Relevance Is Socially Rewarded, But Not at the Price of Accuracy

Published on 2020-03-18T12:07:06Z (GMT) by
<div><p>Selecting good sources of information is a critical skill to navigate our highly social world. To evaluate the epistemic reputation of potential sources, the main criterion should be the relevance of the information they provide us. In two online experiments (<i>N</i> = 801), we found that receivers are more thankful toward, deem more competent, and are more likely to request information in the future from sources of more relevant messages—if they know the message to be accurate or deem it plausible. To prevent sources from presenting information as more relevant than it is in order to improve their reputation, receivers lower the reputation of sources sending messages that are more relevant-if-true, if they know the message to be inaccurate. Our research sheds light on the reputational trade-offs involved in choosing what information to communicate and helps explain transmission patterns such as rumors diffusion.</p></div>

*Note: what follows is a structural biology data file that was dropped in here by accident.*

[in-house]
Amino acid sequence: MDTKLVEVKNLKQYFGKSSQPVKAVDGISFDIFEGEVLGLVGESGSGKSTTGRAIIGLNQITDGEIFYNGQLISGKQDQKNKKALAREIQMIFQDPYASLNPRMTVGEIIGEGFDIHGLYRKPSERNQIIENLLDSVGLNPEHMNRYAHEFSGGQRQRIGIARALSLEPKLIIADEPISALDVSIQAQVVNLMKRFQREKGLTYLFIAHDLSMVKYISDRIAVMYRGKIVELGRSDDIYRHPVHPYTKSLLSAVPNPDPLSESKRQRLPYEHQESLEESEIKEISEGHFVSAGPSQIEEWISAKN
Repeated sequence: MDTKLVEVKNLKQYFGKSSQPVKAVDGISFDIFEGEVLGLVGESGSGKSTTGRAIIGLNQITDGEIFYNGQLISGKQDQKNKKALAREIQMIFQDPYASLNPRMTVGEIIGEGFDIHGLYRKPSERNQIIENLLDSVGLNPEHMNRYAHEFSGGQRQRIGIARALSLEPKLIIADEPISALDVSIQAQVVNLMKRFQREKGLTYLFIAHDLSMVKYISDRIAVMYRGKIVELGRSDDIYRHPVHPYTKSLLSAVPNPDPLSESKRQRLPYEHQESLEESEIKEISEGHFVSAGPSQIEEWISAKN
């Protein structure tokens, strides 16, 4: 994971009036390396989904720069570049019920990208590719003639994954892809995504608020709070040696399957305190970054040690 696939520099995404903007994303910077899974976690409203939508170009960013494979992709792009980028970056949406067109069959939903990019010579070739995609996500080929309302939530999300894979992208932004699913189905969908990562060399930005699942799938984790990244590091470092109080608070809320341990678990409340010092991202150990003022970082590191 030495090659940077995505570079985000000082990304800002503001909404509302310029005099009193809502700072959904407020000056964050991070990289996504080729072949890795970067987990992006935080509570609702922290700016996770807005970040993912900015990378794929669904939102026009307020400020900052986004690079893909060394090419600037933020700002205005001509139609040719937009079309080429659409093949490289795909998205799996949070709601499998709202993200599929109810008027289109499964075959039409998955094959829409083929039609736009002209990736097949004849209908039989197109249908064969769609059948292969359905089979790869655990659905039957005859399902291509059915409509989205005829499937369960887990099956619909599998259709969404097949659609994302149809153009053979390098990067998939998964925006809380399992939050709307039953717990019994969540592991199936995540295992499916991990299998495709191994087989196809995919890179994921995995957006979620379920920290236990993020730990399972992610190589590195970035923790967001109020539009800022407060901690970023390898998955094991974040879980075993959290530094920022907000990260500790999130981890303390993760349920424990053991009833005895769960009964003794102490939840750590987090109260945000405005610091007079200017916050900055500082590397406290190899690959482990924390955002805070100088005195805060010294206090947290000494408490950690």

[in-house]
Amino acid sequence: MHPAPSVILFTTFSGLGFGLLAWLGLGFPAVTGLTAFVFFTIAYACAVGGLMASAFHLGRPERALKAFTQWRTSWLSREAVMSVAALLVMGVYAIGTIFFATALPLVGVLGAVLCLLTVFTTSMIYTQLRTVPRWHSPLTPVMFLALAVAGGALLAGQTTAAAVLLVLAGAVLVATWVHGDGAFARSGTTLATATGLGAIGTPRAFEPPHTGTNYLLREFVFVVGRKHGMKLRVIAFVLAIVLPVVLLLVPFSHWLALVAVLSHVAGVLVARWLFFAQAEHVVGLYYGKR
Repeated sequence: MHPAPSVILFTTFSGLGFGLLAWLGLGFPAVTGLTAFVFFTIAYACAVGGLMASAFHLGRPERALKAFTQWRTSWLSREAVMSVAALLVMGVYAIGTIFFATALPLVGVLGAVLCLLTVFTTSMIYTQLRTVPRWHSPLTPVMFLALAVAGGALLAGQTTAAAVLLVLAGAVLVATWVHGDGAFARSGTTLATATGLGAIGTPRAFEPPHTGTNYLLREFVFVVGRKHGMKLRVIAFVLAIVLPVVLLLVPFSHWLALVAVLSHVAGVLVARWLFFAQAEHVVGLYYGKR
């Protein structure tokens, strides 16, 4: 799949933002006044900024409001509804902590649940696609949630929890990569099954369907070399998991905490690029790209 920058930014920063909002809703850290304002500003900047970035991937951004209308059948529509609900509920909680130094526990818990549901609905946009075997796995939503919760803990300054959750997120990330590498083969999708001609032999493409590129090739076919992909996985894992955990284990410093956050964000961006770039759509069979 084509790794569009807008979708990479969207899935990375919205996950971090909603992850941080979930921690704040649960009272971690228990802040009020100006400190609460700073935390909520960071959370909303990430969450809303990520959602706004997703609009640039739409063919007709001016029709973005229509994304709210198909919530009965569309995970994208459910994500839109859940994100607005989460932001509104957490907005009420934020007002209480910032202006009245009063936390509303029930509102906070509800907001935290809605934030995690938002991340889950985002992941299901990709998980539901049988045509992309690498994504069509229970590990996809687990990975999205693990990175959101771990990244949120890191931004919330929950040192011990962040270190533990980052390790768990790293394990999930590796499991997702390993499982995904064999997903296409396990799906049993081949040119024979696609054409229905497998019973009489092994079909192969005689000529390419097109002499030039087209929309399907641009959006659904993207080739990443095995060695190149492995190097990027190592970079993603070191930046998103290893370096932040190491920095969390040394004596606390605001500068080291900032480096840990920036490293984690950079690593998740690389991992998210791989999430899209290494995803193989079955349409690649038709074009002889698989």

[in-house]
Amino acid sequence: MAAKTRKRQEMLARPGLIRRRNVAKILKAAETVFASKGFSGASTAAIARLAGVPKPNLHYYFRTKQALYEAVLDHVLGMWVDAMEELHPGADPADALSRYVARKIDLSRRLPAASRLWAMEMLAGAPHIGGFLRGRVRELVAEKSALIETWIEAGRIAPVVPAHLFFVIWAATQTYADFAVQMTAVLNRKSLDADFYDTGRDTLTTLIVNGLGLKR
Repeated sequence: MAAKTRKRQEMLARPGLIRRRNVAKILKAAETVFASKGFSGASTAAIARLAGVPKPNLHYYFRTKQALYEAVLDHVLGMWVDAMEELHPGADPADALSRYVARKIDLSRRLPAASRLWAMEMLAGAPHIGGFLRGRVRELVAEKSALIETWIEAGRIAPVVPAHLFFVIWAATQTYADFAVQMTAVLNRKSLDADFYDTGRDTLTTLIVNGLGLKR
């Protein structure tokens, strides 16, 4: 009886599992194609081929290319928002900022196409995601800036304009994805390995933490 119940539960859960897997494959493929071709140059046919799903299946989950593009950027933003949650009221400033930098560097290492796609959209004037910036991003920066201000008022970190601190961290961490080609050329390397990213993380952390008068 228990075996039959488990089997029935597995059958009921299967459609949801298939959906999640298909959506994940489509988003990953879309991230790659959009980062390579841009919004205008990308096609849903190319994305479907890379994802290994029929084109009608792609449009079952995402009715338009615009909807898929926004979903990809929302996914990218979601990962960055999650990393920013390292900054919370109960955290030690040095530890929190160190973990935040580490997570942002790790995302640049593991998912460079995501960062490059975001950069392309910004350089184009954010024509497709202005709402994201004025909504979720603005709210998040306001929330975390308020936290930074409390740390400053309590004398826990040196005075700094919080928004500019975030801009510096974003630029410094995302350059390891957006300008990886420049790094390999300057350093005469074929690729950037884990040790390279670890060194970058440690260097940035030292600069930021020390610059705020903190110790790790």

Cite this collection

Altay, Sacha; Mercier, Hugo (2020): Relevance Is Socially Rewarded, But Not at the Price of Accuracy. SAGE Journals. Collection. https://doi.org/10.25384/SAGE.c.4898736.v1